- Consumer Financial Protection Bureau CFPB) eliminating Debt-to-Income (DTI) requirements from Qualified Mortgage (QM) in Regulation Z standards
- CFPB shifting from DTI to “alternatives” such as pricing threshold or price-based approach
- Shifts level playing fields for private investors who had to compete with GSE’s that already exempt from DTI requirement
The Consumer Financial Protection Bureau (CFPB) is following through on its proposal to amend the qualified mortgage definition in Regulation Z to replace the debt-to-income (DTI) of 36% with a price-based approach. Essentially, such a price-based approach compares a loan’s annual percentage rate to the average prime offer rate with a comparable transaction.
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Essentially, according to Investopedia, lenders prefer a DTI smaller than 36% with no more than 28% of that debt going to mortgage servicing.
According to CFPB Director Kathy Kraninger who proposed this shift in rulemaking, a price-based approach is a more flexible approach to a consumer’s ability to repay a loan. Not only will price thresholds for most loans (plus higher price thresholds for smaller loans that will definitely impact manufactured housing and minority consumers) be required, lenders must also verify a consumer’s income and debts.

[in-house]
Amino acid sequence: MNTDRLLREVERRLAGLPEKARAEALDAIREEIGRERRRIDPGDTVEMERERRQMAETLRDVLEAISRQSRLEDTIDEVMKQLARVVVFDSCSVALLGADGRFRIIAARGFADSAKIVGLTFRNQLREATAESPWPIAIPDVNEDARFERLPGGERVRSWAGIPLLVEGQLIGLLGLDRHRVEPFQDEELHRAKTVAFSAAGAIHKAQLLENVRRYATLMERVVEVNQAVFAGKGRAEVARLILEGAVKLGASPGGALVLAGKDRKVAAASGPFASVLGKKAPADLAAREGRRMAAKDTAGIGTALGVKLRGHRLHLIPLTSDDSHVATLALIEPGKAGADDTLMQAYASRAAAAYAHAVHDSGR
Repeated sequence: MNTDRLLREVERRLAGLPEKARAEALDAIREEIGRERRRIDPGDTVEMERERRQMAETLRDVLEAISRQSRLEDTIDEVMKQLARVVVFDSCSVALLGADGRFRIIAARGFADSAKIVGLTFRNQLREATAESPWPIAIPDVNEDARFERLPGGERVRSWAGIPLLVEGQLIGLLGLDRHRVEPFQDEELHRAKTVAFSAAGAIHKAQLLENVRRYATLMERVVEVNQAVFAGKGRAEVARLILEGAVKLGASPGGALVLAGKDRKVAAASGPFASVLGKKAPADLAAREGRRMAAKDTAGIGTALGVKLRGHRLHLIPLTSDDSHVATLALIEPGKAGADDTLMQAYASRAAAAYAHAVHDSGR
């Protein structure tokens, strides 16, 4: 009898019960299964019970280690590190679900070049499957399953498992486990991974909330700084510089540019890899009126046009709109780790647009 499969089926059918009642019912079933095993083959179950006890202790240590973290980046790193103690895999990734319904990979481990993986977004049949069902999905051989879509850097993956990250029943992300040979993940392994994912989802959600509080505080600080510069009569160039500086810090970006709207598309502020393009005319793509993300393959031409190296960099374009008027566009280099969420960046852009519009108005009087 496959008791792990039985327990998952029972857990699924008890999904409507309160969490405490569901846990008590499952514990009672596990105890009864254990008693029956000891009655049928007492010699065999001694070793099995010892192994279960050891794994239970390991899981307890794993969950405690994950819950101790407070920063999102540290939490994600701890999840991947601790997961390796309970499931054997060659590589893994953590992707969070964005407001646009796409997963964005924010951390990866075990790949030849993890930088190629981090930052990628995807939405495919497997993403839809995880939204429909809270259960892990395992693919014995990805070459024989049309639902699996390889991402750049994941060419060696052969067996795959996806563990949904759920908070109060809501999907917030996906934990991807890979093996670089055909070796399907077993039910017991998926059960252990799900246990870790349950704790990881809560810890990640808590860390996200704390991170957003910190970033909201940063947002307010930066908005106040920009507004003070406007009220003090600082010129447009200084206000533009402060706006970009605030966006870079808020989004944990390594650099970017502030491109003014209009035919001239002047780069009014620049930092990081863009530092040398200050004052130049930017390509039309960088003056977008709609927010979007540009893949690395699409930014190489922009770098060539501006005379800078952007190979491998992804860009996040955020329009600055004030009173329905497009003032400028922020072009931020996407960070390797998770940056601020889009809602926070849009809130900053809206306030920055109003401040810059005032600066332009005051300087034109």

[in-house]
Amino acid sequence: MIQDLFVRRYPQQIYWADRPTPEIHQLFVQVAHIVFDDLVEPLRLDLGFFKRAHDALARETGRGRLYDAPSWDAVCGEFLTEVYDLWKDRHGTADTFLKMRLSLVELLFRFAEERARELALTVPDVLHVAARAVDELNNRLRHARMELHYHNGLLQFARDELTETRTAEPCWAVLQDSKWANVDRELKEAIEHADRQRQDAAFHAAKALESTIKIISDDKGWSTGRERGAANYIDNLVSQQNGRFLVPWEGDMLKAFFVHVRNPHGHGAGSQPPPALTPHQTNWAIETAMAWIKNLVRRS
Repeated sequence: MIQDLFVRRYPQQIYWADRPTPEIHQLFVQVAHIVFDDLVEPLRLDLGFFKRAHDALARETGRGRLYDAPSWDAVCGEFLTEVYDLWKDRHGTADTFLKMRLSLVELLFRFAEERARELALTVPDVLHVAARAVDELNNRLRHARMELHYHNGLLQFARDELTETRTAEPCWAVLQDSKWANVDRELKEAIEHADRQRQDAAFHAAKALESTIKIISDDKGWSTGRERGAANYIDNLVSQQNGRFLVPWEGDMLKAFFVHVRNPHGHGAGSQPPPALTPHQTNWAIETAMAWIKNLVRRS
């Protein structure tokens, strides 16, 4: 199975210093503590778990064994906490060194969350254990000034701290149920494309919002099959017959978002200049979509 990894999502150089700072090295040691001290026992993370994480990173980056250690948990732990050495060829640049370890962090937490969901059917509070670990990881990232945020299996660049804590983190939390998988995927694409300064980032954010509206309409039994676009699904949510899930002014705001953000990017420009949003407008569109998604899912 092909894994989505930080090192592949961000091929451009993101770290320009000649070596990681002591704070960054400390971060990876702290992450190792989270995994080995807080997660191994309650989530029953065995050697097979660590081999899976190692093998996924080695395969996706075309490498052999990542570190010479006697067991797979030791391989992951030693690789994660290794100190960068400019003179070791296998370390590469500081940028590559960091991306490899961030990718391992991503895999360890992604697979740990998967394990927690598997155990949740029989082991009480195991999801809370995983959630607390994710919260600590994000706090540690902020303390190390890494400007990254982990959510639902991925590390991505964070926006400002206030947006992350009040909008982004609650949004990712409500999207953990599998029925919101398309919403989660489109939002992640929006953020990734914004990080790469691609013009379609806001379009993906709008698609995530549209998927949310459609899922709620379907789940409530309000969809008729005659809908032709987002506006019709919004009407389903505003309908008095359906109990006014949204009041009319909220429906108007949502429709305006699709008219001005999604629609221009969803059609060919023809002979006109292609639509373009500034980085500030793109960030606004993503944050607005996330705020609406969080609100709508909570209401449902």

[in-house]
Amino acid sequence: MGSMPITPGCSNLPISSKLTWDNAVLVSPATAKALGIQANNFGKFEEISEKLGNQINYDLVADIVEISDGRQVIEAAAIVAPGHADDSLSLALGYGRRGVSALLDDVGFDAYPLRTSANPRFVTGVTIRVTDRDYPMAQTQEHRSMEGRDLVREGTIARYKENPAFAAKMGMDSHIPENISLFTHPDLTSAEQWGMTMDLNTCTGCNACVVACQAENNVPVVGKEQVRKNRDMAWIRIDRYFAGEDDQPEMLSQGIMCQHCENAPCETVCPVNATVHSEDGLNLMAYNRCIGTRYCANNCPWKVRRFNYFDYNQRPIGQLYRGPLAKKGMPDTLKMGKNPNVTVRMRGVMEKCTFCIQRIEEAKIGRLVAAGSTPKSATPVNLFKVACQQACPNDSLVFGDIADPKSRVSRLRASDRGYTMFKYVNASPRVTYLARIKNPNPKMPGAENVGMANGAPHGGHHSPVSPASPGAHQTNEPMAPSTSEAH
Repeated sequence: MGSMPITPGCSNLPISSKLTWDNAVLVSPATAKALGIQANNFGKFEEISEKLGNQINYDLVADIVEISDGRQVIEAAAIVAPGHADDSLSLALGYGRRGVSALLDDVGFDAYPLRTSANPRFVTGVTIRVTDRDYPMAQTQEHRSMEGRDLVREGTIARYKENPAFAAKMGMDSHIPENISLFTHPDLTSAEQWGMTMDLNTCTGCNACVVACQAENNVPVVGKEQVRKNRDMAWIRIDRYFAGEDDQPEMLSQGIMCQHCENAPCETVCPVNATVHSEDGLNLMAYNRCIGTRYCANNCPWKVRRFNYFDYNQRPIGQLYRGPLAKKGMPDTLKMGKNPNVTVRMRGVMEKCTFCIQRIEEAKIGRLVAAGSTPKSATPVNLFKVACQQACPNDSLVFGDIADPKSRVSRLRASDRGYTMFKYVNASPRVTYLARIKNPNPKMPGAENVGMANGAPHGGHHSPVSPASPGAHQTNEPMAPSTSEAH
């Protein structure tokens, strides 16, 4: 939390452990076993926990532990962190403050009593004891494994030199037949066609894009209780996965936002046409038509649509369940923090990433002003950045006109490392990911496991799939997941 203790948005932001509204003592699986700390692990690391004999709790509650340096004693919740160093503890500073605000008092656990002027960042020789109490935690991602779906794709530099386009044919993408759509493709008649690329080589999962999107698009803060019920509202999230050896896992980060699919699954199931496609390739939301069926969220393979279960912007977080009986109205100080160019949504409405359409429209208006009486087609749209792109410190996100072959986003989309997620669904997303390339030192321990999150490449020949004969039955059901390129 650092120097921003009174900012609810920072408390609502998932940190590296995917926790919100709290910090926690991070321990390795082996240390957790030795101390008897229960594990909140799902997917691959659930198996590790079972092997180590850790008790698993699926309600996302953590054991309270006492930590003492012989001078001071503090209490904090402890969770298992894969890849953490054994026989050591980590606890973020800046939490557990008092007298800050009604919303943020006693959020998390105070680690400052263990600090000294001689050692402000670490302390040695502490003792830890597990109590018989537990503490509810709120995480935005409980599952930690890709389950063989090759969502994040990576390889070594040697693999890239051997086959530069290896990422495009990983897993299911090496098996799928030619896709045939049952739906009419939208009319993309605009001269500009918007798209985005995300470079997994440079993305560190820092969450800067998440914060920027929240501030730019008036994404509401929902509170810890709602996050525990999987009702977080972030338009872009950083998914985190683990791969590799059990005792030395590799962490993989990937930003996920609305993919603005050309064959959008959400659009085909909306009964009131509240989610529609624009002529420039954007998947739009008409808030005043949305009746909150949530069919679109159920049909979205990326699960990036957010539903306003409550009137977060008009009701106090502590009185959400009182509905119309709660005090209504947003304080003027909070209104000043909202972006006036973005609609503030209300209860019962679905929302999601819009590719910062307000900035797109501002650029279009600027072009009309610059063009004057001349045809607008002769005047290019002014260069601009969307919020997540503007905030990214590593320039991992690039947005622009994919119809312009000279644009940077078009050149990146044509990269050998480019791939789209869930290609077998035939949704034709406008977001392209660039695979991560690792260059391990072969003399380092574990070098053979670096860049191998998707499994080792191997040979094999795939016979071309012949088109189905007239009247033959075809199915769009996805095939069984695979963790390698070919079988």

Importantly, Fannie Mae and Freddie Mac are NOT required to follow this new rule change in order to grant qualified mortgages or QM Patches. QM Patch loans sold to Fannie and Freddie will still be allowed to exceed to the 43% DTI ratio. As importantly, the CFPB also proposed to extend Regulation Z’s Truth in Lending Act un until after this new proposed policy takes effect in the future to ensure that “…affordable credit remains available to consumers who may be affected…”
The National Association of REALTORS® “appreciates’ the CFPB’s decision to eliminate its former “hard and fast” DTI 36% standard on behalf of consumers and homebuyers “…at a time when market stability is so critical.”
According to the CFPB, “The Bureau is proposing to take this action to ensure that responsible, affordable credit remains available to consumers who may be affected if the GSE Patch expires before the amendments take effect as defined in the first NPRM,” or public notice of a rule change.
Thanks to investopedia and HousingWire.